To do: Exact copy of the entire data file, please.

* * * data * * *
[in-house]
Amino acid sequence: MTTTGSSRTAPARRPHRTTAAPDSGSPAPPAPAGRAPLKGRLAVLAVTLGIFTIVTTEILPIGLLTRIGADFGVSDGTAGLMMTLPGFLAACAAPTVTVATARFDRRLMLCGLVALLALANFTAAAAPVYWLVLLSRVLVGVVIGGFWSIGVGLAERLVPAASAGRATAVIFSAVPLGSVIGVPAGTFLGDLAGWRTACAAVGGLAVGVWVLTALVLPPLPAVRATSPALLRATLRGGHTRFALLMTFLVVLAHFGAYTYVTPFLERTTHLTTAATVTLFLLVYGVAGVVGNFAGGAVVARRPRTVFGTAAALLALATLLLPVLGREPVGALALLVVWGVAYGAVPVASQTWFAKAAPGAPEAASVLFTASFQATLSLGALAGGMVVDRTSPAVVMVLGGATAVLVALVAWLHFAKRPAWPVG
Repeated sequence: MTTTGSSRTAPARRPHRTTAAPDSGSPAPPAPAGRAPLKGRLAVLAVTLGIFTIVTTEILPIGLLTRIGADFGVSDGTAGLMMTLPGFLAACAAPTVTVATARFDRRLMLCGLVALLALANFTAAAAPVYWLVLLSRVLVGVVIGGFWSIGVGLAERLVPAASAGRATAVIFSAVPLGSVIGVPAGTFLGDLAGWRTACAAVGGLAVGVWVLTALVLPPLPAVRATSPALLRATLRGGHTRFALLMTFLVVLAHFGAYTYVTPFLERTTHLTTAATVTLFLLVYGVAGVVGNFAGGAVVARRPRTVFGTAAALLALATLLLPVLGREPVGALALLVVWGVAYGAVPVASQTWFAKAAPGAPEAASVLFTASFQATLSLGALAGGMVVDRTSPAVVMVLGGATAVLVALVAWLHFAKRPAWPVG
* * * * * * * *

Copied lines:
[in-house]
Amino acid sequence: MTTTGSSRTAPARRPHRTTAAPDSGSPAPPAPAGRAPLKGRLAVLAVTLGIFTIVTTEILPIGLLTRIGADFGVSDGTAGLMMTLPGFLAACAAPTVTVATARFDRRLMLCGLVALLALANFTAAAAPVYWLVLLSRVLVGVVIGGFWSIGVGLAERLVPAASAGRATAVIFSAVPLGSVIGVPAGTFLGDLAGWRTACAAVGGLAVGVWVLTALVLPPLPAVRATSPALLRATLRGGHTRFALLMTFLVVLAHFGAYTYVTPFLERTTHLTTAATVTLFLLVYGVAGVVGNFAGGAVVARRPRTVFGTAAALLALATLLLPVLGREPVGALALLVVWGVAYGAVPVASQTWFAKAAPGAPEAASVLFTASFQATLSLGALAGGMVVDRTSPAVVMVLGGATAVLVALVAWLHFAKRPAWPVG
Repeated sequence: MTTTGSSRTAPARRPHRTTAAPDSGSPAPPAPAGRAPLKGRLAVLAVTLGIFTIVTTEILPIGLLTRIGADFGVSDGTAGLMMTLPGFLAACAAPTVTVATARFDRRLMLCGLVALLALANFTAAAAPVYWLVLLSRVLVGVVIGGFWSIGVGLAERLVPAASAGRATAVIFSAVPLGSVIGVPAGTFLGDLAGWRTACAAVGGLAVGVWVLTALVLPPLPAVRATSPALLRATLRGGHTRFALLMTFLVVLAHFGAYTYVTPFLERTTHLTTAATVTLFLLVYGVAGVVGNFAGGAVVARRPRTVFGTAAALLALATLLLPVLGREPVGALALLVVWGVAYGAVPVASQTWFAKAAPGAPEAASVLFTASFQATLSLGALAGGMVVDRTSPAVVMVLGGATAVLVALVAWLHFAKRPAWPVG